A mode of delivery of a module or a programme that involves online and face-to-face delivery of learning, teaching and assessment activities, student support and feedback. A programme may be considered “blended” if it includes a combination of face-to-face, online and blended modules. If an online programme has any compulsory face-to-face and campus elements it must be described as blended with clearly articulated delivery information to manage student expectations

Fully Online
Instruction that is solely delivered by web-based or internet-based technologies. This term is used to describe the previously used terms distance learning and e learning.

Online with mandatory face-to-face learning on Campus

Online with optional face-to-face learning on Campus

Work-based Learning
Learning activities where the main location for the learning experience is in the workplace.

Campus(es) for Module Delivery
The module will normally be offered on the following campuses / or by Distance/Online Learning: (Provided viable student numbers permit)
Paisley:Ayr:Dumfries:Lanarkshire:London:Distance/Online Learning:Other:
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Term(s) for Module Delivery
(Provided viable student numbers permit).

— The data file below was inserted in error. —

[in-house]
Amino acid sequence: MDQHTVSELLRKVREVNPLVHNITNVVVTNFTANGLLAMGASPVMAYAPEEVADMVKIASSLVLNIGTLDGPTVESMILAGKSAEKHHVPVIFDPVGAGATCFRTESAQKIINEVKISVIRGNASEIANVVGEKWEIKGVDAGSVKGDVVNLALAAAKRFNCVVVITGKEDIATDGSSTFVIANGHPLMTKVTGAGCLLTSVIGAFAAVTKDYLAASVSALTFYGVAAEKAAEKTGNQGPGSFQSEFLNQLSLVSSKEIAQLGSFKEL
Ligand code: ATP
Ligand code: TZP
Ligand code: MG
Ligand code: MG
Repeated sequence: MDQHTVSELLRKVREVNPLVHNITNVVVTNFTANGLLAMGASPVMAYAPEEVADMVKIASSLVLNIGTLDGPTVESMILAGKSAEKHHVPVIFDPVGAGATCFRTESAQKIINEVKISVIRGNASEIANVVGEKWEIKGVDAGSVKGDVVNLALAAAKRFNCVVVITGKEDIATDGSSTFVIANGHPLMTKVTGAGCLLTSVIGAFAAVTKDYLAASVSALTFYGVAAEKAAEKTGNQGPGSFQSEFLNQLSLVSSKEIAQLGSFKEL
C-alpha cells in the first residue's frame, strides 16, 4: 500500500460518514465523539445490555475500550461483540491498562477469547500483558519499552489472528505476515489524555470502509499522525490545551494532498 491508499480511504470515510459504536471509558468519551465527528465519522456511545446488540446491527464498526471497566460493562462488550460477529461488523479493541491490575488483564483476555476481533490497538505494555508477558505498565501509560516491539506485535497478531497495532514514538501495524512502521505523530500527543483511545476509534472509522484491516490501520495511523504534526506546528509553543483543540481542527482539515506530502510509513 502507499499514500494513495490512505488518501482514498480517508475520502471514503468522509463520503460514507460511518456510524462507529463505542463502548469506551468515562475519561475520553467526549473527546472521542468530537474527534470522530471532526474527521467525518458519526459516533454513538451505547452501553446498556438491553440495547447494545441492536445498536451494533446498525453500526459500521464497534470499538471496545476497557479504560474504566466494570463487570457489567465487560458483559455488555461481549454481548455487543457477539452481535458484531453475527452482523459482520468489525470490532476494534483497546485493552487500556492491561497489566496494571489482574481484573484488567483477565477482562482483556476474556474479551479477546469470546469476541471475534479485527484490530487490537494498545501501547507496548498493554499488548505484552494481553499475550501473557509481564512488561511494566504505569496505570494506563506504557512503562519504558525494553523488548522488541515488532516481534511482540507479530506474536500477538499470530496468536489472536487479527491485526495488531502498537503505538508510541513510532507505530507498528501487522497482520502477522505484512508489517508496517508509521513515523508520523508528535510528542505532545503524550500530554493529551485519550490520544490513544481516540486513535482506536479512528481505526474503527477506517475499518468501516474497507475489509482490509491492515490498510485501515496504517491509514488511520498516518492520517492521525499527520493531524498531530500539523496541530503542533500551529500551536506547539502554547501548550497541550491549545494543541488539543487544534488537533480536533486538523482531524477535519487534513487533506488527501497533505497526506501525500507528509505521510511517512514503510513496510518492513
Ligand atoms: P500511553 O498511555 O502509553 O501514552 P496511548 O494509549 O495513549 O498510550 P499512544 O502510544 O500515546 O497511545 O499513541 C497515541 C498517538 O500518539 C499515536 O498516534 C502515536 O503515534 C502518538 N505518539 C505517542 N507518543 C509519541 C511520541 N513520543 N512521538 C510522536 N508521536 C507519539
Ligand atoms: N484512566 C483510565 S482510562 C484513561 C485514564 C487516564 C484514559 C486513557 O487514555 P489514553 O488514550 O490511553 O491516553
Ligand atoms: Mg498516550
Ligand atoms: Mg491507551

Term 1check markTerm 2


Term 3


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Learning Outcomes: (maximum of 5 statements)

On successful completion of this module the student will be able to:

L1. Initiate, develop and create distinctive and professional journalism using various forms of newsgathering to produce a range multi-platform journalism to a professional standard, and to a given length, time, format and brief, to deadline.

L2. Apply critical consideration and understanding of legal and ethical issues.

L3. Consider and evaluate their own work in a reflexive manner, with reference to professional standards, issues and debates.

L4. Critically reflect on your portfolio to informed audiences utilizing appropriate academic conventions.

Employability Skills and Personal Development Planning (PDP) Skills
SCQF Headings During completion of this module, there will be an opportunity to achieve core skills in:
Knowledge and Understanding (K and U) SCQF Level 10.

Critically appraise issues and debates relevant to the mechanics of news and the influence of political institutions, organisations and public opinion

Practice: Applied Knowledge and Understanding SCQF Level 10.

Produce work which shows professional competence in operational aspects of news production technologies, systems, techniques and practices

Generic Cognitive skills SCQF Level 10.

Undertake various forms of research for essays, projects and dissertations involving sustained independent enquiry

Communication, ICT and Numeracy Skills SCQF Level 10.